4. Harry Potter and the Goblet of Fire. Everyone complains about the absence of Quidditch in this novel, but they forget a little thing called the QUIDDITCH WORLD CUP. We finally see some professional Quidditch players in action, doing cool broomstick moves like the Wronski Feint, and the way Ireland wins but Bulgaria gets the Snitch is an interesting notion a fan might not have thought of before then (I certainly didn’t!). This is the start of longer, but more detailed, Potter books. The excitement of the Triwizard Tournament is only amplified by pursuing the mystery of who put Harry’s name into the Goblet of Fire, and the big reveal is one not to be expected. Harry and his friends step off from beginning teenager mode in Prisoner of Azkaban into full-blown teenager confusion in Goblet of Fire: Harry and Ron have their first major bro fight and make-up, Hermione and Ron get all tense about the Yule Ball (the funniest and most relatable part being they don’t understand why), and of course, the danger and excitement of the three Triwizard tasks. And Voldemort rising again and the imminent threat smacking the world in the face. Talk about drama.
5. Harry Potter and the Order of the Phoenix. Ah. The “angst” novel. Honestly, it’s not the angst that ranks it lower than the rest but rather some plotlines J.K. Rowling will never completely wrap up, one being the veil in the Department of Mysteries that Sirius falls through (I guess it’s the Department of “Mysteries” for a reason). However, we delve more into the life and days of Harry than ever before, his everyday encounters and his emotions, especially anger and grief, festering inside of him. The connection between Voldemort and Harry has never been closer, and that adds a unique, odd spin that develops from the simple scar twinge and nightmare of the first few novels to full-blown attempted possession of Harry on Voldemort’s part at the end of the fifth book. Love, again, makes a significant appearance as Harry’s grief of Sirius drives Voldemort out of him. And of course, the Order of the Phoenix is introduced and sparks the desire for Harry, Hermione, and Ron to start Dumbledore’s Army to take down the bureaucratic structure the Ministry puts into place at Hogwarts. And who doesn’t love the bonding of the students in DA scenes? J.K. Rowling also creates a character possibly hated more than Voldemort: Dolores Jane Umbridge.
6. Harry Potter and the Chamber of Secrets. Ranking it so low doesn’t make Chamber a bad book, just different in comparison to the other ones listed. More details appear in this book about not only the wizarding world and Hogwarts history but also the mystery of what’s being repeated once again. There are mandrakes, there is Ron belching slugs, and there is the Whomping Willow, which seems scary now but serves a really cool purpose in Prisoner of Azkaban and Deathly Hallows. Dobby is cute and adorable and introduced here, as well as the Ministry’s ever-growing presence, what with Harry’s first disciplinary warning of using magic outside of Hogwarts (thanks, Dobby) and Cornelius Fudge’s first appearance to take Hagrid to Azkaban, though we do not yet know the implications of what this prison holds. In the end, Harry pulls out Gryffindor’s Sword from the Sorting Hat to defeat the Basilisk, uses its fang to defeat Tom Riddle and his diary (the first Horcrux! Though we do not learn this until later), and a grimy old sock frees Dobby. There’s plenty to be excited—and Petrified—about here.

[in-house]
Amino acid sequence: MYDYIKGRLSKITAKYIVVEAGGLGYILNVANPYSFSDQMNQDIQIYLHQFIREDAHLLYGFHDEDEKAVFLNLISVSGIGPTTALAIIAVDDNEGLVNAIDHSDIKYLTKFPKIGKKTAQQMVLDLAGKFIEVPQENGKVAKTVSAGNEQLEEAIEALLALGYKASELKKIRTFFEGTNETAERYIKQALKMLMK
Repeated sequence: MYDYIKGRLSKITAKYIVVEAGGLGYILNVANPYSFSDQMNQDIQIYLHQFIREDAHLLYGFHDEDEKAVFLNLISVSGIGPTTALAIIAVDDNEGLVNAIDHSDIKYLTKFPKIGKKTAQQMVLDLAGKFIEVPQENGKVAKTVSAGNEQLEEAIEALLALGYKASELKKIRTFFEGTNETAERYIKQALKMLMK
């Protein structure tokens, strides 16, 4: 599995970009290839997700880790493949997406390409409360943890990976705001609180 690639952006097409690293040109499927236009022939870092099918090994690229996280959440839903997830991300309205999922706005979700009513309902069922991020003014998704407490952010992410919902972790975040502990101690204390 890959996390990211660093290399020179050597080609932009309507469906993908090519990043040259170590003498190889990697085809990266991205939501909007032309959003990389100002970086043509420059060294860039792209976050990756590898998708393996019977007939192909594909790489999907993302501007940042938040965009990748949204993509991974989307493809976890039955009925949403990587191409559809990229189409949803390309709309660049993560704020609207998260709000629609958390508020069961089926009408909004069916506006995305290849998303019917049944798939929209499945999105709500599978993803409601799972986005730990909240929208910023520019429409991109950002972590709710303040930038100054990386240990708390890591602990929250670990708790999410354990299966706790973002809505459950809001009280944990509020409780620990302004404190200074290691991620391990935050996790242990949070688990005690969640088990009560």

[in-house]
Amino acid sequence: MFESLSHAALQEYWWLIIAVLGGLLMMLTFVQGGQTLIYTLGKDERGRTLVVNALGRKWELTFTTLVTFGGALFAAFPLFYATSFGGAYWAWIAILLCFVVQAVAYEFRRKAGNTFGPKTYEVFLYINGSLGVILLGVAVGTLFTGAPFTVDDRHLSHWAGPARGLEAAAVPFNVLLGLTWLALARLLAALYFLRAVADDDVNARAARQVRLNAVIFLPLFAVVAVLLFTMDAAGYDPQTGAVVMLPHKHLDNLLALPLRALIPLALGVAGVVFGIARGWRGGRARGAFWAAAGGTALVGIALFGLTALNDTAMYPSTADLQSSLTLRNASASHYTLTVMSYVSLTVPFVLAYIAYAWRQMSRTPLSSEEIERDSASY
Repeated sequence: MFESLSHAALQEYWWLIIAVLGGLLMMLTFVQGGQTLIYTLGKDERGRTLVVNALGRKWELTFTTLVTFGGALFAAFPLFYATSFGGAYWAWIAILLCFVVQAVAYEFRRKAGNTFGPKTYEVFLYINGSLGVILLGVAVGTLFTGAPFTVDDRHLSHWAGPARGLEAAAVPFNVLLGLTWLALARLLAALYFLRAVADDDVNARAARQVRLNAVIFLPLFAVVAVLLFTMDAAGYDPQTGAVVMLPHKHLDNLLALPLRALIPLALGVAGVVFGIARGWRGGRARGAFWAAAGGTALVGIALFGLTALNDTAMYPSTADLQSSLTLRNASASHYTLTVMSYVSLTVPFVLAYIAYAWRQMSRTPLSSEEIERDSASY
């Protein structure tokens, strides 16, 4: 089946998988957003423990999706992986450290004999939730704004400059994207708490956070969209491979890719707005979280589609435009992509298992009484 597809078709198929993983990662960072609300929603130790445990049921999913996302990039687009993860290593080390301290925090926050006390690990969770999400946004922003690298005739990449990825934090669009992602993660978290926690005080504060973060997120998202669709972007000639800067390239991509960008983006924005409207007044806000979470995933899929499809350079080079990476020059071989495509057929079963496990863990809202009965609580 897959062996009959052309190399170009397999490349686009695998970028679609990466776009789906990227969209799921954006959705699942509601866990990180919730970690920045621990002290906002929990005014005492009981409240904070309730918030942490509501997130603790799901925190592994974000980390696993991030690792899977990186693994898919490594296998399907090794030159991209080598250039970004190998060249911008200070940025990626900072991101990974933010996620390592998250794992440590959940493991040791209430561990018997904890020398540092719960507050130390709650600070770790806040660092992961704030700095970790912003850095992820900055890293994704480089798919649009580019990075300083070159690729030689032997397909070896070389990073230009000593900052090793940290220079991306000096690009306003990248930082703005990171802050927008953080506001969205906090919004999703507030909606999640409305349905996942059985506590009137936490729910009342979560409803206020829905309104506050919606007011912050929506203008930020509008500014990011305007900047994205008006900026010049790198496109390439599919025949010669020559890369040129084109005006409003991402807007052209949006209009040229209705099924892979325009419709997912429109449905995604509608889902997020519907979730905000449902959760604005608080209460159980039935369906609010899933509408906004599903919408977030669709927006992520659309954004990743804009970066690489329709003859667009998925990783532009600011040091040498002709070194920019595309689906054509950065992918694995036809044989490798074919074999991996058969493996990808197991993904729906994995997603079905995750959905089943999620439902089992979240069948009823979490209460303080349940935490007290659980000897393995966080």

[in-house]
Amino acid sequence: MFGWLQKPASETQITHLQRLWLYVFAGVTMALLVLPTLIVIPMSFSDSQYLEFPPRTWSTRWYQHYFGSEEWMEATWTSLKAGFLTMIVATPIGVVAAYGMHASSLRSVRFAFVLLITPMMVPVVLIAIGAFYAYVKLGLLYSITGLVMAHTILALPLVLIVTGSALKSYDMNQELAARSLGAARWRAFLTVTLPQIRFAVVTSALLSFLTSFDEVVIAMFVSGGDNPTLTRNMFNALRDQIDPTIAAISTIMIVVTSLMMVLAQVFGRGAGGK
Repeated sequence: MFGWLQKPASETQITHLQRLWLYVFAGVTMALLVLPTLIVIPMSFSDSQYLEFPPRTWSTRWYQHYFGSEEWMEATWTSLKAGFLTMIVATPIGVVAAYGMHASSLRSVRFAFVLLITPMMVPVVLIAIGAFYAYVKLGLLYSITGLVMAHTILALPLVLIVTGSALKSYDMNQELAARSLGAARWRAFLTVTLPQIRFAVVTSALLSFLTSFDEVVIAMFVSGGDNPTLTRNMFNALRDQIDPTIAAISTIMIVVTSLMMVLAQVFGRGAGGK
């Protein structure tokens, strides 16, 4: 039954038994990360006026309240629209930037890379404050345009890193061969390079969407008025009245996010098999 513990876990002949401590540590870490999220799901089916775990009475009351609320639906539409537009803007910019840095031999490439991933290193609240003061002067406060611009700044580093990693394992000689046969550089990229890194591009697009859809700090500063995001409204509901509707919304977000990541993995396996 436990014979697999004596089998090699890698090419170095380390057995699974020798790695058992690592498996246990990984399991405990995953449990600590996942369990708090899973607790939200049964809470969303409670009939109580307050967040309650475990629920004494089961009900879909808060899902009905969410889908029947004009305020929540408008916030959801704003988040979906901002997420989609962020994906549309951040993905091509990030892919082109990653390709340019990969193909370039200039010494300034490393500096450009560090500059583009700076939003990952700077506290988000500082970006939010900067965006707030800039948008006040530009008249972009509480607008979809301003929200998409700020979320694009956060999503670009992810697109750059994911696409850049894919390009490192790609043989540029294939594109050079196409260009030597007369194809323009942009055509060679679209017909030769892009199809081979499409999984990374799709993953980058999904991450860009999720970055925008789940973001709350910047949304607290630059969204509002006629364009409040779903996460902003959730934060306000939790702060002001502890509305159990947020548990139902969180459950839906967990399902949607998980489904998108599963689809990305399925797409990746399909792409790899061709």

7. Harry Potter and the Philosopher’s/Sorcerer’s Stone. BEING LAST DOES NOT MEAN THE FIRST BOOK IS HORRIBLE. The first book is great and outstanding because it pulls us into Harry’s world even before he discovers he’s a wizard and goes off to Hogwarts. We feel for this poor boy who has lost his parents and is left with his awful relatives. We are excited to see him go off to Hogwarts and immerse in this beautiful new world that has some holes peeking through it, but nothing Harry, Ron, and Hermione can’t handle. After all, what’s taking down a mountain troll compared to all those obstacles they go through for the Stone and Harry’s second meeting with Voldemort? These kids are smart and fun to read about. This book is the introduction for all that is to come, every detail to emerge, every plot point to surface, and having it as part of a whole makes it even more special. It’s not No. 7 because it’s the worst – it’s No. 7 because it was the beginning of something greater than J.K. Rowling could have ever imagined.